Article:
I tried. I can't make head nor tails of the actual legislation. The bits and pieces that I do read worry me. It seems this is an attempt to nationalize charitable work. Consider section 120:

‘(3) YOUTH ENGAGEMENT ZONE PROGRAM- The term ‘youth engagement zone program’ means a service learning program in which members of an eligible partnership described in paragraph (4) collaborate to provide coordinated school-based or community-based service learning opportunities, to address a specific community challenge, for an increasing percentage of out-of-school youth and secondary school students served by local educational agencies where-- ‘(A) not less than 90 perce…

God Bless Bishop D'Arcy

From the Catholic News Agency:
March 24, 2009 On Friday, March 21, Father John Jenkins, CSC, phoned to inform me that President Obama had accepted his invitation to speak to the graduating class at Notre Dame and receive an honorary degree. We spoke shortly before the announcement was made public at the White House press briefing. It was the first time that I had been informed that Notre Dame had issued this invitation.

President Obama has recently reaffirmed, and has now placed in public policy, his long-stated unwillingness to hold human life as sacred. While claiming to separate politics from science, he has in fact separated science from ethics and has brought the American government, for the first time in history, into supporting direct destruction of innocent human life.

This will be the 25th Notre Dame graduation during my time as bishop. After much prayer, I have decided not to attend the graduation. I wish no disrespect to our president, I pray for him and wish him well. I have …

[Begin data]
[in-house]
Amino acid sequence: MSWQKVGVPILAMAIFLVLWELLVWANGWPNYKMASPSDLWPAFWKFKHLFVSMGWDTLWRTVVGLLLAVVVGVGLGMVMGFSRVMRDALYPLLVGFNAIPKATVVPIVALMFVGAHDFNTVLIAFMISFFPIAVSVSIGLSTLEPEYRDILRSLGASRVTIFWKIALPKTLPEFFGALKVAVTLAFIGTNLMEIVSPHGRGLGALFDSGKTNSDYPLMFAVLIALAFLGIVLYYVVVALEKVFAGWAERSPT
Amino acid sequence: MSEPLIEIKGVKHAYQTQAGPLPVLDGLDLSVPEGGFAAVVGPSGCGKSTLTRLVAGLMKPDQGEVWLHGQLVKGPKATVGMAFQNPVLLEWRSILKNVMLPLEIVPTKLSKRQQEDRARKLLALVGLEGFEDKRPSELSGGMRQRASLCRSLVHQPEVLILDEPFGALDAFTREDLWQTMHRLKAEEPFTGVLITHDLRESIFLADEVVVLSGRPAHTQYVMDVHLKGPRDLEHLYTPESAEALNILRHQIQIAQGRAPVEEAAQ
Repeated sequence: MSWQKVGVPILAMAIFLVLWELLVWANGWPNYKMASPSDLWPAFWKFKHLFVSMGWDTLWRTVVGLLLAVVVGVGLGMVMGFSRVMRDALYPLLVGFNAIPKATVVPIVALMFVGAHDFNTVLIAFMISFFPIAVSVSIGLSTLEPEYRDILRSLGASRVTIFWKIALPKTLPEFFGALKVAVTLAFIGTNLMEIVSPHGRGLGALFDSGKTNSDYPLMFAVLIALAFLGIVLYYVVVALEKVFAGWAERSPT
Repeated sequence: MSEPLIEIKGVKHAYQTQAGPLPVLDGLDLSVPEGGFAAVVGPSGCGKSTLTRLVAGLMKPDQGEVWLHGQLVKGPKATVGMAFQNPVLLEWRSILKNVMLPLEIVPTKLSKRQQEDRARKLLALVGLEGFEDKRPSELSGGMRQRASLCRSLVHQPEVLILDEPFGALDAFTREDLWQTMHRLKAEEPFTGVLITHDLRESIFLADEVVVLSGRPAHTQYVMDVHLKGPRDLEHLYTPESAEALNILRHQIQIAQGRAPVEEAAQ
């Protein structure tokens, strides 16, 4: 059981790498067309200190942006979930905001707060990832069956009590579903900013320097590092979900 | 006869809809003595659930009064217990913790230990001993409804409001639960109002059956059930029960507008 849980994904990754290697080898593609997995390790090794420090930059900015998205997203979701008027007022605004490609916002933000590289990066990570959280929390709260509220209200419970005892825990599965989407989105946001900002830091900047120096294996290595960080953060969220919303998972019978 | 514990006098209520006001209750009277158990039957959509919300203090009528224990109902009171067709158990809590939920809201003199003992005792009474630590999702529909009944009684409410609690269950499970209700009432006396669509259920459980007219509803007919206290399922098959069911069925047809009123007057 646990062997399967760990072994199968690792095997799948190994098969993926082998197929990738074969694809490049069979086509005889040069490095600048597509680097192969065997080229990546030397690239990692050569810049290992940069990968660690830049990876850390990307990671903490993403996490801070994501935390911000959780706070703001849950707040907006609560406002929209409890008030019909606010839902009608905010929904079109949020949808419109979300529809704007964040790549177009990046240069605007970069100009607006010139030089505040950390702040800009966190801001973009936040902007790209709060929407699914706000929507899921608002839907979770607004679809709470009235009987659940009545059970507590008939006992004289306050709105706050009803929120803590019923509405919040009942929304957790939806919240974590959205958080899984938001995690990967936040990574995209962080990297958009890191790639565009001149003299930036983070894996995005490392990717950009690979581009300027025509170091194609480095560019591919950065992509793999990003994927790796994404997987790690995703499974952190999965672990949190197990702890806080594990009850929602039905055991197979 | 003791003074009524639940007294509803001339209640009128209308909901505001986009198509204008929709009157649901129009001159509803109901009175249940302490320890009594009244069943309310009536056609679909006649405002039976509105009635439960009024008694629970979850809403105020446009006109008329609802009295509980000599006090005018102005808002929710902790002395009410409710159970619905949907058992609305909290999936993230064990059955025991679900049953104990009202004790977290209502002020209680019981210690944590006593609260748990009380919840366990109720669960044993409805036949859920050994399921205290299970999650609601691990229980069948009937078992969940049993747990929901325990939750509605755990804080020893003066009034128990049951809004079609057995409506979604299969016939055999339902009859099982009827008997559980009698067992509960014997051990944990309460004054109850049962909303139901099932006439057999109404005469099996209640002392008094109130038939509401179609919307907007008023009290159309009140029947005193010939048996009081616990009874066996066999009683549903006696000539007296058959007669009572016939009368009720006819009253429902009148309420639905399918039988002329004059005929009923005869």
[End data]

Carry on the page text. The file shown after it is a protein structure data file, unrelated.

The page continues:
Paid In Full

What is the appropriate time for performing works of charity? My beloved children, any time is the right time, but these days of Lent provide a special encouragement. Those who want to be present at the Lord’s Passover in holiness of mind and body should seek above all to win this grace. Charity contains all other virtues and covers a multitude of sins.
As we prepare to celebrate that greatest of all mysteries, by which the blood of Jesus Christ destroyed our sins, let us first of all make ready the sacrificial offerings — that is, our works of mercy. What God in his goodness has already given to us, let us give it to those who have sinned against us. –Pope St. Leo the Great (From today’s Office of Readings)

Holding a grudge is so universally human. I have heard many ethnic groups lay a tongue-in-cheek claim to being the champions of holding grudges: What is ___________(insert your favorite ethnicity here) Alzheimer’s disease? You forget everything but the grudges.

Why do we hold grudg…

Notre Dame Response Sampler

Head on over to NRO for a sampler of eloquently written responses to the unfortunate choice of President Obama as the 2009 commencement speaker for the University of Notre Dame. Here are a few snippets:

Imagine a Catholic university in the 1960s awarding a segregationist politician an honorary doctorate. This would have been an outrage — giving religious cover to someone who denied the equal rights and fundamental equal dignity of a whole class of human beings. In the same way, it is an outrage for a Catholic university to provide a stamp of approval to someone who just last week wrote the death warrant for millions of embryonic human beings, the most recent of a long line of anti-life acts. Obama’s pro-abortionist extremism relegates a whole class of human beings — unborn human beings — to the status of mere sub-personal objects that can be dismembered, ripped to shreds, or disposed of in trash cans.--Patrick Lee